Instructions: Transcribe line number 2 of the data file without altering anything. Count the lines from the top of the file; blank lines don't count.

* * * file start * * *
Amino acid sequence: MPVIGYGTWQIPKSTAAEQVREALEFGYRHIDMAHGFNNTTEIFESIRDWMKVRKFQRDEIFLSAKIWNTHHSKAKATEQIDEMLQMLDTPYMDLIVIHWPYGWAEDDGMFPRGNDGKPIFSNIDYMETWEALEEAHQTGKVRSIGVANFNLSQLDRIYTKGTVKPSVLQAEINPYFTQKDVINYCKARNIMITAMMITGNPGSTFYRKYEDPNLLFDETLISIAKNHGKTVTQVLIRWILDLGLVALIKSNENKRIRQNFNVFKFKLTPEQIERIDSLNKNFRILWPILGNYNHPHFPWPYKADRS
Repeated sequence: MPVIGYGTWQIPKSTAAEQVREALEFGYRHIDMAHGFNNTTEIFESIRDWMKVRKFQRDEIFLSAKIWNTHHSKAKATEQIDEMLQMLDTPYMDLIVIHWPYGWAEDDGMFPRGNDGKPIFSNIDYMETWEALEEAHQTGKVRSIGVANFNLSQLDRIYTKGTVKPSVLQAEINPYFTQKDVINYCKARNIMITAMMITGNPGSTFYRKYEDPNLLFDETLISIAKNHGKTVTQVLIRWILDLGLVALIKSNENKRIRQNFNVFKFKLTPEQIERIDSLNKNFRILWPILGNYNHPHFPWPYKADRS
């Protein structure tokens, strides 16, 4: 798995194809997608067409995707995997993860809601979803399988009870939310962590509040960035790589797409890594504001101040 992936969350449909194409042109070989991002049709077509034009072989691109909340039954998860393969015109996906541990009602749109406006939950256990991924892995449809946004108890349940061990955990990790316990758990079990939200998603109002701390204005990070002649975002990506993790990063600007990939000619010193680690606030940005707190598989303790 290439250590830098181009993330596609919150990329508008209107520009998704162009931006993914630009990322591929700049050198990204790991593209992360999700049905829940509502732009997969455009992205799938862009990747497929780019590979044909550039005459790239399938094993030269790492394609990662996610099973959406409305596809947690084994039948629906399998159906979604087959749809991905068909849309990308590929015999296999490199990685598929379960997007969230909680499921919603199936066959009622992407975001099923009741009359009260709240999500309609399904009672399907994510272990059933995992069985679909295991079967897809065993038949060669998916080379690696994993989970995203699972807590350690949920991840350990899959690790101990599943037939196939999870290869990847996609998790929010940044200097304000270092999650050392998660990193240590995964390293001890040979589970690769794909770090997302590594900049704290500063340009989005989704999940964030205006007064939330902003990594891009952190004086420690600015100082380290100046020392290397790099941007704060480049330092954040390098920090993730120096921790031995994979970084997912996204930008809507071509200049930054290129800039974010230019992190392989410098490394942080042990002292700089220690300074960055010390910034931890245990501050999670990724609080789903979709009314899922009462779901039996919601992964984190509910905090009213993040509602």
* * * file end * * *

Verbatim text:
Repeated sequence: MPVIGYGTWQIPKSTAAEQVREALEFGYRHIDMAHGFNNTTEIFESIRDWMKVRKFQRDEIFLSAKIWNTHHSKAKATEQIDEMLQMLDTPYMDLIVIHWPYGWAEDDGMFPRGNDGKPIFSNIDYMETWEALEEAHQTGKVRSIGVANFNLSQLDRIYTKGTVKPSVLQAEINPYFTQKDVINYCKARNIMITAMMITGNPGSTFYRKYEDPNLLFDETLISIAKNHGKTVTQVLIRWILDLGLVALIKSNENKRIRQNFNVFKFKLTPEQIERIDSLNKNFRILWPILGNYNHPHFPWPYKADRS